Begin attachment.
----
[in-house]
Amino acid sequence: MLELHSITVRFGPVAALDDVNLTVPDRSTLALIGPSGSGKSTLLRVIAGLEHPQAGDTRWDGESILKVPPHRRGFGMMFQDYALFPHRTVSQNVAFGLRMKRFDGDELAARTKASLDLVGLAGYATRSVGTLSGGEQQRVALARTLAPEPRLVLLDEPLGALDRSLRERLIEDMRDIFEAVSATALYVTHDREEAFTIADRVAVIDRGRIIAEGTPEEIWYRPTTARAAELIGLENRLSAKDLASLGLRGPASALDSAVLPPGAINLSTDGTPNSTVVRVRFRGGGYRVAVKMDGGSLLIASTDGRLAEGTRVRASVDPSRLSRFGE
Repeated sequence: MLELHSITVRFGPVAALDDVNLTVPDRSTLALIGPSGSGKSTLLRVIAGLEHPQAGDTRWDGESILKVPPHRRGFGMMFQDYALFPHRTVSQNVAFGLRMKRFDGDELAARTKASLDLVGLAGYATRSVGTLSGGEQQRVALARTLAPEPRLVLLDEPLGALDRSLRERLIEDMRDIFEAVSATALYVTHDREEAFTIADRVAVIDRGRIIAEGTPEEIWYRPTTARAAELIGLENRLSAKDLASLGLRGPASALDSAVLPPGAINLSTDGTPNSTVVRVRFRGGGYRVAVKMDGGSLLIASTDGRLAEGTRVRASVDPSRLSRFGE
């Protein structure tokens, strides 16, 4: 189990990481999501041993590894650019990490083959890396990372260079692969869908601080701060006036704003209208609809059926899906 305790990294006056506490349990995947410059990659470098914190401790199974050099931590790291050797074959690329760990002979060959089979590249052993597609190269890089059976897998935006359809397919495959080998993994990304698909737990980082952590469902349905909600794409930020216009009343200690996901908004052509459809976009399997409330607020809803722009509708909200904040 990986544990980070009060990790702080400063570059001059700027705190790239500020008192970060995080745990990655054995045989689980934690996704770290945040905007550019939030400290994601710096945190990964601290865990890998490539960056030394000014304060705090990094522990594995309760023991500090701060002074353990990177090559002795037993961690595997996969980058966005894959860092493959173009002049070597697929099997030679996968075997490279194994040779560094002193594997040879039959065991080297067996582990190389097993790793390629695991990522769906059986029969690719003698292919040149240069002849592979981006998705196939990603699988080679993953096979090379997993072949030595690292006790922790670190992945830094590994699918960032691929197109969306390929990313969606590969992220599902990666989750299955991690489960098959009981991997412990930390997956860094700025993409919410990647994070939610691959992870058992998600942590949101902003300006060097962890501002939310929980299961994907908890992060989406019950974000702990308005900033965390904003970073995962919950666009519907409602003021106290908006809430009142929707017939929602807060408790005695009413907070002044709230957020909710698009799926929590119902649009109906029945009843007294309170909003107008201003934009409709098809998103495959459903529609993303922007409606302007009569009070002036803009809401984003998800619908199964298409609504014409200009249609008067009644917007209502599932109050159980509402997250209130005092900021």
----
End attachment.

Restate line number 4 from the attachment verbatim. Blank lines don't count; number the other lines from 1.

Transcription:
């Protein structure tokens, strides 16, 4: 189990990481999501041993590894650019990490083959890396990372260079692969869908601080701060006036704003209208609809059926899906 305790990294006056506490349990995947410059990659470098914190401790199974050099931590790291050797074959690329760990002979060959089979590249052993597609190269890089059976897998935006359809397919495959080998993994990304698909737990980082952590469902349905909600794409930020216009009343200690996901908004052509459809976009399997409330607020809803722009509708909200904040 990986544990980070009060990790702080400063570059001059700027705190790239500020008192970060995080745990990655054995045989689980934690996704770290945040905007550019939030400290994601710096945190990964601290865990890998490539960056030394000014304060705090990094522990594995309760023991500090701060002074353990990177090559002795037993961690595997996969980058966005894959860092493959173009002049070597697929099997030679996968075997490279194994040779560094002193594997040879039959065991080297067996582990190389097993790793390629695991990522769906059986029969690719003698292919040149240069002849592979981006998705196939990603699988080679993953096979090379997993072949030595690292006790922790670190992945830094590994699918960032691929197109969306390929990313969606590969992220599902990666989750299955991690489960098959009981991997412990930390997956860094700025993409919410990647994070939610691959992870058992998600942590949101902003300006060097962890501002939310929980299961994907908890992060989406019950974000702990308005900033965390904003970073995962919950666009519907409602003021106290908006809430009142929707017939929602807060408790005695009413907070002044709230957020909710698009799926929590119902649009109906029945009843007294309170909003107008201003934009409709098809998103495959459903529609993303922007409606302007009569009070002036803009809401984003998800619908199964298409609504014409200009249609008067009644917007209502599932109050159980509402997250209130005092900021």